Editor’s note: Kelly R. Jackson’s Garden Corner column has a different format. He takes questions called into his phone recently at the Christian County Extension Office and answers them in the column.

Question. What’s causing my houseplant to have brown edges?

Answer. There can be several reasons leaf tips and margins of houseplants turn brown, but two are especially common.

Fertilizer, although needed by plants for growth, also contains salts. Over-fertilizing will increase fertilizer salts, causing injury to plant roots, which is exhibited as leaf burn. Leach the soil to wash out the excess fertilizer by watering the soil until the excess runs out the bottom of the container four times in one hour. Then water the plant as needed and wait one to two weeks to see if further browning of the leaves occurs. Leaching washes out excess fertilizer and reduces damage. To help prevent a buildup of salts, avoid over-fertilizing and water the plant thoroughly each time by letting water run out the bottom of the container. In general, fertilize plants every one to three months with a water-soluble fertilizer.

Pot-bound houseplants are also more susceptible to brown leaf edges. The soil in a pot-bound houseplant is filled with roots. This reduces the amount of water the soil can hold. The solution is to increase the watering frequency or repot the plant into a container 1 or 2 inches larger in diameter. A larger container and new soil mix will reduce the frequency of water.

Q. Should I remove the dried-up fruit on my apple (peach, pear) trees from last year?

A. The remaining dried-up fruit found in backyard fruit trees are called mummified fruit. Many disease-causing fungi and bacteria survive in these leftover fruit. Managing tree fruit diseases begins with cultural practices like pruning out and destroying diseased and dying twigs and branches, raking up infected fallen leaves and removing mummified fruit. The dormant season is a good time for sanitation efforts. The following are some selected fruit diseases with specific sanitation procedures useful in disease control.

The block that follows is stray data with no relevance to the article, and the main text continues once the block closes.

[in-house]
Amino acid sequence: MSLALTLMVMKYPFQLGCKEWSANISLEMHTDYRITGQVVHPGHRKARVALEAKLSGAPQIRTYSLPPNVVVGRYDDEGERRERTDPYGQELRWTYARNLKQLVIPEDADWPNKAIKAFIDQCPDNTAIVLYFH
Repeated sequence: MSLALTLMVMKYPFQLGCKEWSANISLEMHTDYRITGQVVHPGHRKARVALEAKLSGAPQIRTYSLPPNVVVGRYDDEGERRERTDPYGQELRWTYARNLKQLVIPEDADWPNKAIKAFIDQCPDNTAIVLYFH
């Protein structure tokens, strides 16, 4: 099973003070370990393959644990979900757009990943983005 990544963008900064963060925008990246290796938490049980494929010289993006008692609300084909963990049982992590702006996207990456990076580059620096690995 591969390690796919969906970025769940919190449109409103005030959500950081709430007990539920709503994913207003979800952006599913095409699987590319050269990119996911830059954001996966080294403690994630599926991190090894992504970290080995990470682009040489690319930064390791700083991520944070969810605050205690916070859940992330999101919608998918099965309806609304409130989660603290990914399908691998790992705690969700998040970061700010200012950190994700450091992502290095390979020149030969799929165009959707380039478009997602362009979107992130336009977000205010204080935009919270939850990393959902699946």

n Apple scab. The fungus overwinters on old leaves on the ground. Destroy all of last year’s leaves by raking them up and destroying them.

n Apple fruit diseases. Fruit rot pathogens can be found on mummified fruit. Most of the pathogens are also capable of residing in dead twigs and branches in the tree. Remove fruit mummies from the tree and destroy them and prune out and destroy dead wood and cankers.

n Apple and pear fire blight. The bacteria survive in branch and limb cankers in the tree. The dead wood associated with the cankers also harbors fruit rot fungi. Prune out and destroy fire blight cankers.

n Peach and plum brown rot. The decay fungus survives in mummified fruit. They should be removed and destroyed.

n Peach and plum cankers. The fungi survive in dead and cankered twigs and branches. Prune out and destroy cankers and dead wood.

n Plum and cherry black knot. The fungus survives in the swellings. Remove and destroy all knots before bud break. Prune a few inches below the swelling.

n Cherry leaf spot. Rake up and destroy last year’s fallen leaves because they harbor the fungus.

Kelly R. Jackson is the Christian County Extension Agent for horticulture. He can be reached at 270-886-6328 or visit Christian County Horticulture online at www.christiancountyextension.com.

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